The Guyana Telephone and Telegraph (GTT) appeared set to go ahead with offering a voluntary retirement package of a 100 percent payout of pension contributions to employees who are 55 years old and have served the company for at least 10 years.
In a statement issued by the telecoms provider, no mention was made of giving into the demand by the Guyana Postal and Telecommunications Workers Union (GPTWU) for the letters to be withdrawn and the bargaining agent first consulted.
Instead, GTT pointed to the importance of the package in ensuring that the company’s pension scheme survives. “The Executive Management also met with them where it was emphasized that the acceptance or rejection of the offer is one of individual choice and the primary reason for this exercise was to ensure that the pension scheme remains viable to the benefit of all employees,” the landline, cellular and data provider said in a statement.
Commending all long-serving employees, GTT stressed that the offer of “voluntary retirement” was purely optional and beneficial to both the company and the employees. “The company sees the voluntary offer made to employees as a win for both long-serving employees and consumers. Employees win because they are being given a unique opportunity to take advantage of a one time, 100% pension payout. We will continue to deploy resources so that we can expand services and make system upgrades,” said GTT.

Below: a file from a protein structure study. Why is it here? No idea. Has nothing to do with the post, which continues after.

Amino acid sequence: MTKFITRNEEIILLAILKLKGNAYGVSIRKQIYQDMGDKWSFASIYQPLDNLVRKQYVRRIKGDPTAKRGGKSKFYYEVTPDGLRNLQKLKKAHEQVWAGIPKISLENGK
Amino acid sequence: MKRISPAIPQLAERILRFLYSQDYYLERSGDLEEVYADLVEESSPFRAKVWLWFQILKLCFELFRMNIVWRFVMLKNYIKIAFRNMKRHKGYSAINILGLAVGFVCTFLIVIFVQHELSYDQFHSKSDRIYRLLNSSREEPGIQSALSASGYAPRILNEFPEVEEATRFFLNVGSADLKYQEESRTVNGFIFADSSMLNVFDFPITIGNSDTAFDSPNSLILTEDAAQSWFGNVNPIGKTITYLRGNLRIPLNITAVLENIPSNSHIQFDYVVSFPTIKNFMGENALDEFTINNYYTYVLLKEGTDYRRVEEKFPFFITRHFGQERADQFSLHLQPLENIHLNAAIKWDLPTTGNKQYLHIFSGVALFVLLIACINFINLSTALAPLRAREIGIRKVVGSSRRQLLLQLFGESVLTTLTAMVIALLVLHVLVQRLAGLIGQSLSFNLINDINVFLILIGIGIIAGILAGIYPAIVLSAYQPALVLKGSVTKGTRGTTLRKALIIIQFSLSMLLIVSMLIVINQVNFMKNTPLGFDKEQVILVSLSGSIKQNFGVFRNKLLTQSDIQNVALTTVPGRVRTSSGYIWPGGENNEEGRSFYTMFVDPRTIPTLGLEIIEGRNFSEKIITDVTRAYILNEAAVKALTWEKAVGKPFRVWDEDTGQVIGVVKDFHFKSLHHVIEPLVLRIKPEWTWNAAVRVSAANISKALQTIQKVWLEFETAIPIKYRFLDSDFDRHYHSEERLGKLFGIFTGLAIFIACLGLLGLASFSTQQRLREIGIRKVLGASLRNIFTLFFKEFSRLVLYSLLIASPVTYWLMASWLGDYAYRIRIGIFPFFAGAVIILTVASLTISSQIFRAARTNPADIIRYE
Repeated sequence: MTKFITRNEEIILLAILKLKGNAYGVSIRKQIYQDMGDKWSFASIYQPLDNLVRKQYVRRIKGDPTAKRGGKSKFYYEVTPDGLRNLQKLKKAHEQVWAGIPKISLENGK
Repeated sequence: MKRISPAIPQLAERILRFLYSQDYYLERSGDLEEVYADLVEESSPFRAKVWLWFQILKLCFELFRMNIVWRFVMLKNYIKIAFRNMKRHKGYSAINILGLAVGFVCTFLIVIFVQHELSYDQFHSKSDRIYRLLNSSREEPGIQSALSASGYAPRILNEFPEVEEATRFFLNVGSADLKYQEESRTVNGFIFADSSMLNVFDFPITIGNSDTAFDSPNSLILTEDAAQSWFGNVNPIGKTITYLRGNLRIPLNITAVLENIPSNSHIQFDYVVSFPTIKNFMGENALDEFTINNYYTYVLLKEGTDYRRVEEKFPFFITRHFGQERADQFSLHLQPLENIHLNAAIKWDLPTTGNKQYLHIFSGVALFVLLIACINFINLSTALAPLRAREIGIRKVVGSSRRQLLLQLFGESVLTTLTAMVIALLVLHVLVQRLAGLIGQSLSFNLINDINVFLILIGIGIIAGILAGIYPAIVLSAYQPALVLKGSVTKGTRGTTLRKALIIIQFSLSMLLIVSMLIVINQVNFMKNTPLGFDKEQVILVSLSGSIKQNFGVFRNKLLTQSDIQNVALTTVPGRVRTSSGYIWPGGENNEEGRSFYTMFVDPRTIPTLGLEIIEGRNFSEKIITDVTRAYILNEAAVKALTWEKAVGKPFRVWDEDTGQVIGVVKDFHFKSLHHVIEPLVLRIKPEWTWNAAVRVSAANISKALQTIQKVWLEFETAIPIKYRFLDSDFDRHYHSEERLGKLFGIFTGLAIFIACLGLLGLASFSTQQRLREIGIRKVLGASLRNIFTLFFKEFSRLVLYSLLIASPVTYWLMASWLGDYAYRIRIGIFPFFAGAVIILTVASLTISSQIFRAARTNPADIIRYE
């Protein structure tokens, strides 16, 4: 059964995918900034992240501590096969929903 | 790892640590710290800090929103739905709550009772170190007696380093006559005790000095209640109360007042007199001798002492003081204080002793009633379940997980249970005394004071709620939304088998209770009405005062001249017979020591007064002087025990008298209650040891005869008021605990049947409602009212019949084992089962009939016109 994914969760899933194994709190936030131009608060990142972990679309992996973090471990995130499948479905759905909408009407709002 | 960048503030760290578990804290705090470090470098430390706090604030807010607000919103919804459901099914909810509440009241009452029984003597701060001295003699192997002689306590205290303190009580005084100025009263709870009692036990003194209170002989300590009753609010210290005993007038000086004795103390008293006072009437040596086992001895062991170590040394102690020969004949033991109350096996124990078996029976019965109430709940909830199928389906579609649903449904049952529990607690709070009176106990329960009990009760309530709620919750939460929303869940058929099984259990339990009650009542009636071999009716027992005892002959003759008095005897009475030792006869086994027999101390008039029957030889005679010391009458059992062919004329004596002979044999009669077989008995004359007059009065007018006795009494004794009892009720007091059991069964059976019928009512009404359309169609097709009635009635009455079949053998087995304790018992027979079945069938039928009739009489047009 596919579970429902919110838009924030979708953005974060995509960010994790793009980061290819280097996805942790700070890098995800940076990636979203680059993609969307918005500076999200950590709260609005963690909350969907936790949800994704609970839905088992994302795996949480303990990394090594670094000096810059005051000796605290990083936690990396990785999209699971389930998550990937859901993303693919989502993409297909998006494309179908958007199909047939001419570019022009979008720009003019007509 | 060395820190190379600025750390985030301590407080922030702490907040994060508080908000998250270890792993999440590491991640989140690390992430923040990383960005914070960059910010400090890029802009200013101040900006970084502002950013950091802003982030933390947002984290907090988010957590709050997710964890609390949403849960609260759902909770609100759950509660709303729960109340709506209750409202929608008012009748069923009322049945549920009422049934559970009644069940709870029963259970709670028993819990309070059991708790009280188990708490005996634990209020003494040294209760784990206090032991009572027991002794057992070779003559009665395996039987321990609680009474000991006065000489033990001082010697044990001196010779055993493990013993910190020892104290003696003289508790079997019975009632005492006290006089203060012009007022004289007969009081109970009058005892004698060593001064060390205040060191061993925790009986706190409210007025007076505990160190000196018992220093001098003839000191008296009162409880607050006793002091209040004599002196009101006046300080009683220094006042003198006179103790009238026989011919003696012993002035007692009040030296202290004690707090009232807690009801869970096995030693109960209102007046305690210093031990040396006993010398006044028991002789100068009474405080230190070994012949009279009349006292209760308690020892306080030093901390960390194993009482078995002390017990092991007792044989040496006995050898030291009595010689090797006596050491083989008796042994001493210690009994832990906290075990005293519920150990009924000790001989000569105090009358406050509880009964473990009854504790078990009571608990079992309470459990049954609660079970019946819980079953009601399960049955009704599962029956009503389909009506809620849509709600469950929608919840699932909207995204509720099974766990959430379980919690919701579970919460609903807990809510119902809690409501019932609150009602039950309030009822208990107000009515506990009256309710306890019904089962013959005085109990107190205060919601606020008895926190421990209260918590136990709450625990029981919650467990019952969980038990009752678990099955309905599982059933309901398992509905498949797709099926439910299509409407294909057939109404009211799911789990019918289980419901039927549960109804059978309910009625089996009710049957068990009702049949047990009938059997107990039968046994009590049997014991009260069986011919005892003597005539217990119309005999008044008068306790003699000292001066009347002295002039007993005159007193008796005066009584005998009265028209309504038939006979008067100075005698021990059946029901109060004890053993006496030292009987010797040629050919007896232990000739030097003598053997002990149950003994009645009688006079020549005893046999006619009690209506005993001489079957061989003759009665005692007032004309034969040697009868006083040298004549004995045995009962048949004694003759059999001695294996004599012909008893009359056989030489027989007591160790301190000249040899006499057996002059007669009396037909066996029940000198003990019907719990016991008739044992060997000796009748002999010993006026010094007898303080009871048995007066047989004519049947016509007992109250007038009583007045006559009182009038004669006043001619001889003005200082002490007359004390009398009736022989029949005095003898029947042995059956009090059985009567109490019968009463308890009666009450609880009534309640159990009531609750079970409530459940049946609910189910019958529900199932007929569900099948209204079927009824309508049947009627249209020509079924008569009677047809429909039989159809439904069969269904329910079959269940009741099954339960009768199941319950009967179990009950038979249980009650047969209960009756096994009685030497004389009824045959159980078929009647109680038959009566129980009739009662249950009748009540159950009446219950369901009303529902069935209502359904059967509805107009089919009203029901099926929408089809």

The company explained that employees, who are 55 years old and worked for at least 10 years, were each formally given the option of voluntary retirement
GTT said it was excited about our future plans in which it intends to make significant investments in some key areas, which will be announced soon. “We remain optimistic that 2016 is the year in which we are granted spectrum for 4G mobile data and the telecommunications sector is liberalized in order to ensure that all players are on a level playfield,” the company added.
The GPTWU Thursday threatened to call out its workers on industrial action if GTT refused to withdraw a “early retirement” letter that it dispatched to some 150 employees.
Union President Harold Shepard accused the phone company of dispatching the letters to the employees advising them of the early retirement plan without first consulting the union.
He noted that in accordance with the Trade Union Recognition Act and Guyana’s Constitution, the company was obligated to engage the union before engaging the workers in such a “high-handed” manner.
The workers have until January 29, 2-016 to cccept the deal that entails one week’s pay for every year of service not exceeding ten years and or 100% lump sum payout of current pension benefits.